A cardinal (Latin: Sanctae Romanae Ecclesiae cardinalis, literally Cardinal of the Holy Roman Church) is a senior ecclesiastical leader, considered a Prince of the Church, and usually an ordained bishop of the Roman Catholic Church. The cardinals of the Church are collectively known as the College of Cardinals. The duties of the cardinals include attending the meetings of the College and making themselves available individually or in groups to the Pope as requested. Most have additional duties, such as leading a diocese or archdiocese or managing a department of the Roman Curia. A cardinal's primary duty is electing the bishop of Rome when the see becomes vacant. During the sede vacante (the period between a pope's death or resignation and the election of his successor), the day-to-day governance of the Holy See is in the hands of the College of Cardinals. The right to enter the conclave of cardinals where the pope is elected is limited to those who have not reached the age of 80 years by the day the vacancy occurs.
In 1059, the right of electing the pope was reserved to the principal clergy of Rome and the bishops of the seven suburbicarian sees. In the 12th century the practice of appointing ecclesiastics from outside Rome as cardinals began, with each of them assigned a church in Rome as his titular church or linked with one of the suburbicarian dioceses, while still being incardinated in a diocese other than that of Rome.
The term cardinal at one time applied to any priest permanently assigned or incardinated to a church, or specifically to the senior priest of an important church, based on the Latin cardo (hinge), meaning "principal" or "chief". The term was applied in this sense as early as the ninth century to the priests of the tituli (parishes) of the diocese of Rome.
There is disagreement about the origin of the term, but the consensus that "cardinalis" from the word cardo (meaning 'pivot' or 'hinge') was first used in late antiquity to designate a bishop or priest who was incorporated into a church for which he had not originally been ordained. In Rome the first persons to be called cardinals were the deacons of the seven regions of the city at the beginning of the 6th century, when the word began to mean "principal," "eminent," or "superior." The name was also given to the senior priest in each of the "title" churches (the parish churches) of Rome and to the bishops of the seven sees surrounding the city. By the 8th century the Roman cardinals constituted a privileged class among the Roman clergy. They took part in the administration of the church of Rome and in the papal liturgy. By decree of a synod of 769, only a cardinal was eligible to become bishop of Rome. Cardinals were granted the privilege of wearing the red hat by Pope Innocent IV in 1244.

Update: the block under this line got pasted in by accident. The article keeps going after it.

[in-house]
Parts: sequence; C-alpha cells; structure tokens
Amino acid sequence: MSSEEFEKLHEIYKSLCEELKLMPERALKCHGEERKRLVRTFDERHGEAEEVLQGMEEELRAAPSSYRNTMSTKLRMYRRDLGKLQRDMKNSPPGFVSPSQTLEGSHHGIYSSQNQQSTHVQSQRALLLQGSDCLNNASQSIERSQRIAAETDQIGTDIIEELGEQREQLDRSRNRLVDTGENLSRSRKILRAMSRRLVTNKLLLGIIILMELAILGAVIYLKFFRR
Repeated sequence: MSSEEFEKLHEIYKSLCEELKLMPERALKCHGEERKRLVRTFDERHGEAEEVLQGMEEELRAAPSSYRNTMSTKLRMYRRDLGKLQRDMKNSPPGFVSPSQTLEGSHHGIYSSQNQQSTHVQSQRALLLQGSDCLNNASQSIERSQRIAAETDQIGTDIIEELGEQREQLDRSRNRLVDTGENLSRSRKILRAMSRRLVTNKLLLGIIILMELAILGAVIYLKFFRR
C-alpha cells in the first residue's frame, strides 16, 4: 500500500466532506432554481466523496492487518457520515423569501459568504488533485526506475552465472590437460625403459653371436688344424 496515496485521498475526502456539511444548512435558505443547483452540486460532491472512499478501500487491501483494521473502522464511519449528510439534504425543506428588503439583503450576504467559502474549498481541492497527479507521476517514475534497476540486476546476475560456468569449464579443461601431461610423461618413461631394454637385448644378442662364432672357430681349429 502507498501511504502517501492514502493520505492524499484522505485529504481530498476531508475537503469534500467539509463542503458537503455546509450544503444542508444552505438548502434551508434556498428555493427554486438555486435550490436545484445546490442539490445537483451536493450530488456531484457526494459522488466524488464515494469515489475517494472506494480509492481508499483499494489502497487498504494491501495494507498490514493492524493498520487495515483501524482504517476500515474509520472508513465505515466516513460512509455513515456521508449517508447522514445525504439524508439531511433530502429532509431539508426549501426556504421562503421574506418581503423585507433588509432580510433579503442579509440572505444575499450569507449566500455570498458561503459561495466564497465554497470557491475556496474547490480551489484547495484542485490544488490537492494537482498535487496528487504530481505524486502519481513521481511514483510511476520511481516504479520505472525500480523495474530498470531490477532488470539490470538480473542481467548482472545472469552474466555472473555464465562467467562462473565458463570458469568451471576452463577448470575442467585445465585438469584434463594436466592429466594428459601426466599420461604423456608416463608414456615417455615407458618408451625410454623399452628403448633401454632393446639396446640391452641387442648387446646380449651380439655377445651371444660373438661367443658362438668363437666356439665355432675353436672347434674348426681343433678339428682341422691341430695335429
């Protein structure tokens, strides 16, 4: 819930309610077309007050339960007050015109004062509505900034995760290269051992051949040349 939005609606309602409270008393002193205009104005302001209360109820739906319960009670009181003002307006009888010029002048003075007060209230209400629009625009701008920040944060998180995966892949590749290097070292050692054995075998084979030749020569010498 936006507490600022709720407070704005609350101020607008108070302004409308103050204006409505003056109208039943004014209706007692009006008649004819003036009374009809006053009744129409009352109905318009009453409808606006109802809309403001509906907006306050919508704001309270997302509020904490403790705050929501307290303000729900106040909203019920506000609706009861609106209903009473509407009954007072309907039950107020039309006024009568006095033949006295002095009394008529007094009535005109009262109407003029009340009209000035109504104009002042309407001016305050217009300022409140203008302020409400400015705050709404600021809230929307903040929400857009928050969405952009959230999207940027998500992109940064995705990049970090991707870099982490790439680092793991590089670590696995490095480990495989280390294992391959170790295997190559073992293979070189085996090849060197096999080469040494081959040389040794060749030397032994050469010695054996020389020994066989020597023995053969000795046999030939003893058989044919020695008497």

In cities other than Rome, the name cardinal began to be applied to certain church men as a mark of honour. The earliest example of this occurs in a letter sent by Pope Zacharias in 747 to Pippin III (the Short), ruler of the Franks, in which Zacharias applied the title to the priests of Paris to distinguish them from country clergy. This meaning of the word spread rapidly, and from the 9th century various episcopal cities had a special class among the clergy known as cardinals. The use of the title was reserved for the cardinals of Rome in 1567 by Pius V.
In the year 1563 the influential Ecumenical Council of Trent, headed by Pope Pius IV, wrote about the importance of selecting good Cardinals. According to this historic council "nothing is more necessary to the Church of God than that the holy Roman pontiff apply that solicitude which by the duty of his office he owes the universal Church in a very special way by associating with himself as cardinals the most select persons only, and appoint to each church most eminently upright and competent shepherds; and this the more so, because our Lord Jesus Christ will require at his hands the blood of the sheep of Christ that perish through the evil government of shepherds who are negligent and forgetful of their office."
The earlier influence of temporal rulers, notably the French kings, reasserted itself through the influence of cardinals of certain nationalities or politically significant movements. Traditions even developed entitling certain monarchs, including those of Austria, Spain, and France, to nominate one of their trusted clerical subjects to be created cardinal, a so-called crown-cardinal.